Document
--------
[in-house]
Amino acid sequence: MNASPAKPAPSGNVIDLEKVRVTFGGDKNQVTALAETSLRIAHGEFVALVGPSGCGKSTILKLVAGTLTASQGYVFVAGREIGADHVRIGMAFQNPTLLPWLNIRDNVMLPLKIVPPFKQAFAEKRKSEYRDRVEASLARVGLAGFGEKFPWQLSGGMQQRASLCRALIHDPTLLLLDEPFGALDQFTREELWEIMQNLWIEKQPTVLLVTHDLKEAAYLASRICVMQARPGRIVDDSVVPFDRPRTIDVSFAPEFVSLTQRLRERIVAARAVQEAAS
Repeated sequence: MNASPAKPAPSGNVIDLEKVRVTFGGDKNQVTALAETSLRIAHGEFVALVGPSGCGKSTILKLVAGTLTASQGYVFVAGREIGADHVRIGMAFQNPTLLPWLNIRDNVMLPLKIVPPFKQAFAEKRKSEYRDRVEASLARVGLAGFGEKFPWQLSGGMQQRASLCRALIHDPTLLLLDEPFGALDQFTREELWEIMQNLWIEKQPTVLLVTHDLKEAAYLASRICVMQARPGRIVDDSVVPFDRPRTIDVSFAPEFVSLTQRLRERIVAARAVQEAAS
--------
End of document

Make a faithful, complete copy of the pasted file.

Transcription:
[in-house]
Amino acid sequence: MNASPAKPAPSGNVIDLEKVRVTFGGDKNQVTALAETSLRIAHGEFVALVGPSGCGKSTILKLVAGTLTASQGYVFVAGREIGADHVRIGMAFQNPTLLPWLNIRDNVMLPLKIVPPFKQAFAEKRKSEYRDRVEASLARVGLAGFGEKFPWQLSGGMQQRASLCRALIHDPTLLLLDEPFGALDQFTREELWEIMQNLWIEKQPTVLLVTHDLKEAAYLASRICVMQARPGRIVDDSVVPFDRPRTIDVSFAPEFVSLTQRLRERIVAARAVQEAAS
Repeated sequence: MNASPAKPAPSGNVIDLEKVRVTFGGDKNQVTALAETSLRIAHGEFVALVGPSGCGKSTILKLVAGTLTASQGYVFVAGREIGADHVRIGMAFQNPTLLPWLNIRDNVMLPLKIVPPFKQAFAEKRKSEYRDRVEASLARVGLAGFGEKFPWQLSGGMQQRASLCRALIHDPTLLLLDEPFGALDQFTREELWEIMQNLWIEKQPTVLLVTHDLKEAAYLASRICVMQARPGRIVDDSVVPFDRPRTIDVSFAPEFVSLTQRLRERIVAARAVQEAAS